Launch of the Strong Cities Network, New York
29.09.2015 – Human Security Collective took part in the official launch of the Strong Cities Network, the first global network of cities working to strengthen social cohesion and community resilience against violent extremism. Cities are vital partners in international efforts to build social cohesion and resilience to violent extremism. They are uniquely positioned to safeguard their citizens from polarisation and radicalisation to violence through partnerships with local communities. Cities are developing innovative responses to the challenge of violent extremism; the Strong Cities Network will capitalise on these experiences in order to share learnings, pool resources and build a community of cities that can inspire local action on a global scale.
Hosted in the United Nations Trusteeship Council Chamber this event brought together Mayors and municipal leaders, city-level practitioners, and other guests for the official launch of the Strong Cities Network (SCN). Welcoming remarks were offered by the United Nations High Commissioner for Human Rights, Prince Zeid Ra’ad Al Hussein, with a Keynote address by US Attorney General, Loretta E. Lynch.
10th Anniversary of Security Council Resolution 1624, New York
14.09.2015 – Human Security Collective took part in the 10th anniversary of Security Council Resolution 1624 organized by the United Nations’ Counter-Terrorism Executive Directorate (UN_CTED). Resolution 1624 addresses the threat posed by incitement to commit terrorist acts. With the threat evolving and increasing, the issue remains relevant. Human Security Collective’s Fulco van Deventer (seen below in the picture on the left) spoke on a panel discussing countering incitement of terrorist acts motivated by extremism and intolerance, emphasizing the human security approach in preventing and countering violent extremism. Read the UN_CTED press release on the event here.
NPO Meeting with FATF Secretariat, Paris
07.09.2015 –This meeting, between a cross-section of NPOs including Human Security Collective and the FATF Secretariat, was convened to discuss:
- next steps on the FATF’s Best Practices Paper implementation plans, especially the impact on NPOs, capacity building for evaluators, follow-up, etc.
- the possible revision of the Interpretive Note to Recommendation 8, and how NPOs can provide input to this process
- the modalities of the consultation process with the NPO sector that the FATF has committed to
- inclusion of NPOs in risk assessments conducted of the sector, as also in country evaluations.
Global Forum on Youth, Peace and Security, Amman
21.08.2015 – 22.08.2015: The Global Forum, hosted by the Hashemite Kingdom of Jordan, has been envisaged as a turning point towards a new international agenda on youth, peace and security. Young people, youth-led organizations, non-governmental organizations, governments and UN entities came together to agree on a common vision and roadmap to partner with young people to prevent conflict, counter violent extremism and build lasting peace. Partnering with young people is seen as the key to building sustainable and inclusive peace. Jeanne Abdulla of the Human Security Collective contributed to the discussion on preventing and countering violent extremism. See here for the concept note and here for the draft agenda. For press coverage on Jeanne’s panel discussing the push and pull factors leading to violent extremism and the importance of enagaging with youth in countering it, see here.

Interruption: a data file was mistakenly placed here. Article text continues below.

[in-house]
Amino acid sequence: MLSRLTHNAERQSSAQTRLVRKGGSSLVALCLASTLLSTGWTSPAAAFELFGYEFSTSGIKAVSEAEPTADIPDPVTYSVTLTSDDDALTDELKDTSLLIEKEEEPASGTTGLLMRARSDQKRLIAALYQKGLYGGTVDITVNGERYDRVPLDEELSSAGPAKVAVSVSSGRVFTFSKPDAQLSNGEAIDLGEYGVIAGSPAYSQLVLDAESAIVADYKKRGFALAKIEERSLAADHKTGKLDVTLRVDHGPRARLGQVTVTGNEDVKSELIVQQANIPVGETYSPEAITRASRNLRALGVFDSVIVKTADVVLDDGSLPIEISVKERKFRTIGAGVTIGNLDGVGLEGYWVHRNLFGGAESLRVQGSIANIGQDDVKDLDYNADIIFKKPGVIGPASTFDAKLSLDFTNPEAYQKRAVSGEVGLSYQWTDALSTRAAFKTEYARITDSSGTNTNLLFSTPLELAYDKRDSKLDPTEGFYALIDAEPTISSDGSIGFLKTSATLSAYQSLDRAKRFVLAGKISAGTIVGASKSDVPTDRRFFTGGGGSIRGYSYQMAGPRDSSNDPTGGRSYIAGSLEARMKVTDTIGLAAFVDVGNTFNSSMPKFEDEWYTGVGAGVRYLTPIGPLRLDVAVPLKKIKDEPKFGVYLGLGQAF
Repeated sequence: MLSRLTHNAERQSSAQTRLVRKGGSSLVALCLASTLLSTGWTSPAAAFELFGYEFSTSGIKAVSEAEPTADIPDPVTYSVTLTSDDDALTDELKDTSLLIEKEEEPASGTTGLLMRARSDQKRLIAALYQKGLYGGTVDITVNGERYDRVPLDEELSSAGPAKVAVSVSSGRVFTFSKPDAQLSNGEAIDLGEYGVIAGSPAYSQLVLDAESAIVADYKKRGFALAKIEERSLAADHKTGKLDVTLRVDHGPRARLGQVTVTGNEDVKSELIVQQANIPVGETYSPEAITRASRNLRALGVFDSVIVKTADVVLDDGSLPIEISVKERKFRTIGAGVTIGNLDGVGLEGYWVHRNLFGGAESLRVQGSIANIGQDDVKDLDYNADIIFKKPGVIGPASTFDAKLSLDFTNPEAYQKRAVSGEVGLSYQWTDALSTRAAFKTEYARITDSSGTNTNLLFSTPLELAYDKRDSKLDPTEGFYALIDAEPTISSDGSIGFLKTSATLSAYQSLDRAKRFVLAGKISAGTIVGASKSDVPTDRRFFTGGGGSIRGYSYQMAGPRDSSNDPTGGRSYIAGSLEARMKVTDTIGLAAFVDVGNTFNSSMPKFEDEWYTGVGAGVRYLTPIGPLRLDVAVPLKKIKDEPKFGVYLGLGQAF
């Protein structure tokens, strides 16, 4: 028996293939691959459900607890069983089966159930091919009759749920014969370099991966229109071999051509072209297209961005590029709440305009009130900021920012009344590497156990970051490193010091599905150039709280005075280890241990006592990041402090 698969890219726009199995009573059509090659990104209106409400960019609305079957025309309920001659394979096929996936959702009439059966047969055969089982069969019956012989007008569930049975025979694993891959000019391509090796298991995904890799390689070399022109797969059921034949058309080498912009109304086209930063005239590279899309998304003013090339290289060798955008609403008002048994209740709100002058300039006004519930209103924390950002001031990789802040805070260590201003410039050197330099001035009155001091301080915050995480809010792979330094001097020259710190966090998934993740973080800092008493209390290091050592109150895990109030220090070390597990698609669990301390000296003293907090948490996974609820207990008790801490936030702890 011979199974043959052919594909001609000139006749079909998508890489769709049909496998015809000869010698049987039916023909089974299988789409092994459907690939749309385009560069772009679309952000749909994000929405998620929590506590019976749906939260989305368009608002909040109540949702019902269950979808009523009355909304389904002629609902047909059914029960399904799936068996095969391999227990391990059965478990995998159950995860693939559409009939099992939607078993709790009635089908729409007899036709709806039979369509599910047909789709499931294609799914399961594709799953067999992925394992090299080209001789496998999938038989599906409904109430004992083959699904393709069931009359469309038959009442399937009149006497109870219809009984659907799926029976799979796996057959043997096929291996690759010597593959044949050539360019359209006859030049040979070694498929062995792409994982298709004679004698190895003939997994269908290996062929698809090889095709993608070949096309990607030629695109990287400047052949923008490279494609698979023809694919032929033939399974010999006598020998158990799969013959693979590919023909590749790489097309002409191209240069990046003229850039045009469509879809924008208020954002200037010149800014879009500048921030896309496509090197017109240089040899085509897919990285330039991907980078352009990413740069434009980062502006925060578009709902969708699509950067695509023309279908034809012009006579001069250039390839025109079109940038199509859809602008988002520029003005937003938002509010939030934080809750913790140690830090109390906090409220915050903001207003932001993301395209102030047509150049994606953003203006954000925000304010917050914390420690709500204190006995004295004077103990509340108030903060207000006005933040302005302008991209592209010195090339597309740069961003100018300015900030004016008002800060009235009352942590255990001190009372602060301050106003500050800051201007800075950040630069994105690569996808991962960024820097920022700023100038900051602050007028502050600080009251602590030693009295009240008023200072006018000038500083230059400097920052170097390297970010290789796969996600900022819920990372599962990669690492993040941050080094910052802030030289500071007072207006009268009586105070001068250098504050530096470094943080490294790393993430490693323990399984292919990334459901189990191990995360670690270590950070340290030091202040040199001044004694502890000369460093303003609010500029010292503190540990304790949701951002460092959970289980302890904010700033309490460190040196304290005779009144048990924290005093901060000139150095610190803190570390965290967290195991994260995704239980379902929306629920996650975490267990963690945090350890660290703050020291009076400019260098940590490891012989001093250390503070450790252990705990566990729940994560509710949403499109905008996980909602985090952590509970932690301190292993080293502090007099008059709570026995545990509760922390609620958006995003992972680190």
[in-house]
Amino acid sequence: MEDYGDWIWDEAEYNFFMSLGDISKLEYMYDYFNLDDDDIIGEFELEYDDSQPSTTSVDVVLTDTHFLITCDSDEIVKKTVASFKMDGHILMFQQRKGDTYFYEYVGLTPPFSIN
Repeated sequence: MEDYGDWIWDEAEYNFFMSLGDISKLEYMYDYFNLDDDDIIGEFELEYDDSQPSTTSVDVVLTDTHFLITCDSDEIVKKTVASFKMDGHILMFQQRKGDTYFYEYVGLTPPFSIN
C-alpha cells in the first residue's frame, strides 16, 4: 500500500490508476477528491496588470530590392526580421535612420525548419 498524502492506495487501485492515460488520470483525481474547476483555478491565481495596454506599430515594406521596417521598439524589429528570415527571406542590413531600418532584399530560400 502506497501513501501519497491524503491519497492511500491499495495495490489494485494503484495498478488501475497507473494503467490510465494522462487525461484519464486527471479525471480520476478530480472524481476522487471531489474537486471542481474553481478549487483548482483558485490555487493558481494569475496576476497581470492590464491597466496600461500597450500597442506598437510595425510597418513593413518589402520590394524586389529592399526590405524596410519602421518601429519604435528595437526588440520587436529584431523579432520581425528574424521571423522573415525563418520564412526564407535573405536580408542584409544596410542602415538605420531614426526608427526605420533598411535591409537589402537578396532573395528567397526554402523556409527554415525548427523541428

Implementing human security and contributing to Security Sector Reform in Mali, Bamako
11.08.2015 – 13.08.2015: DCAF, WANEP Mali and Human Security Collective organized a training and reflection meeting on security-related concepts for civil society organizations from all regions of Mali. The coordinator of Security Sector Reform in Mali and the Dutch ambassador Maarten Brouwer officially opened the meeting, which elaborated on the concept of human security and the role of civil society, especially in the ongoing Security Sector Reform (SSR) process in Mali.
The first day focused on the concept of human security and how it can be applied – exemplified by a human security analysis of the violence in Mali and trying to understand its diverse drivers. On the second day, a Malian expert explained the meaning of SSR and the different stakeholders involved. During the afternoon, there was an exchange of views between civil society and government representatives involved in the SSR process. On the last day, the challenges for a civil society engagement with the security sector were discussed and a brainstorming session took place on concrete initiatives that can be undertaken by civil society to reach out to the security sector.
The meeting was a good chance for civil society organizations already engaged in the Civil Society for a Human Security Strategy project to link their work to the security sector and get a deeper understanding on the political and technical process of SSR.
United Nations Counter-Terrorism Committee meeting on ‘stemming the flow of foreign terrorist fighters’, Madrid
27.07.2015 – 28.07.2015: Human Security Collective, along with state representatives, representatives of other UN organisations and agencies, regional organisations, as well as researchers, implementing parties and civil society representatives participated in the UN Counter Terrorism Committee‘s technical meetings held to discuss the challenges and threats posed by foreign terrorist fighters as well as measures and policies to stem the flow of foreign terrorist fighters.
NPO Strategy Meeting on the Financial Action Task Force (FATF), Brussels
29.06.2015: Human Security Collective, along with the European Center for Not-for-Profit Law and the European Foundation Centre are holding a strategy meeting to discuss the current state of progress, demands and advocacy vis-à-vis the FATF, as well as future plans for engagement. Read more here.